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preaching to china which i agree with in general. at the same time, china as it gets more powerful it gets richer. as xi jinping has evolved more assertive foreign policy which in many ways is exactly what you expect, china is trying to do with any nation wants to do which is to create international atmosphere that is more conducive to its ends. in this case, the ends of the ccp. which does raise real questions that often have a moral character for us. in the case of the reeducation camps or china's development of surveillance state or its now worsening human rights record, china's preference should be raise not at all. raise this,ld should they not? do we need this entirely. my experience has been by raising these debates you do over time have an impact on debates with china. when i first got there there was
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very little discussion of this phrase human rights at all except in reports about how the americans were arrogantly criticizing her so-called human rights record and this ends up introducing concepts. so what is the right balance given the difficulty you phrase and i would say the same thing with reference to what is broadly called the influence question in the united states. there is a real danger of framing it wrong, of disproportionality. but is it not also a danger of not -- at all avenue we know full well can demonstrate. so what is the proper role? >> we are americans, we cannot be -- we cannot remain silence of these questions. should advocate that we ignore what we consider to be bad behavior elsewhere.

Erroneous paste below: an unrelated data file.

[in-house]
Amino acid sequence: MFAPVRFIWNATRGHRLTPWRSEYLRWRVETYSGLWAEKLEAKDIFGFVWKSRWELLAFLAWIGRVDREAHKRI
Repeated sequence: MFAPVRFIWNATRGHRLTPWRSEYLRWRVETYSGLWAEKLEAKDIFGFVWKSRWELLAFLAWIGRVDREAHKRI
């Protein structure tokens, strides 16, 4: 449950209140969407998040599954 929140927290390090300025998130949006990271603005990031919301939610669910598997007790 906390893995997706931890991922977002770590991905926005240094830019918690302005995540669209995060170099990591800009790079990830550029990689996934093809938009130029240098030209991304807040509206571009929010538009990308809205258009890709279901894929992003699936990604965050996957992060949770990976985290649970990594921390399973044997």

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, i wasthe same time impassive in china when i had to go in when we were going to attach seven different types of conditions to get your most favored nations treaty. impaction had enormous on china trade. and i had to persuade them this is a good idea. it wasn't easy. say anything particular good came out of that but it was instructive to me that after 9/11, everyone of those that i was telling them was so good for china, we violate in the united states. we hid prisoners on the international committee of the red cross we denied habeas corpus, we wouldn't tell people we were holding prisoners. scared, we behave in ways that are not consistent chinaheir own values and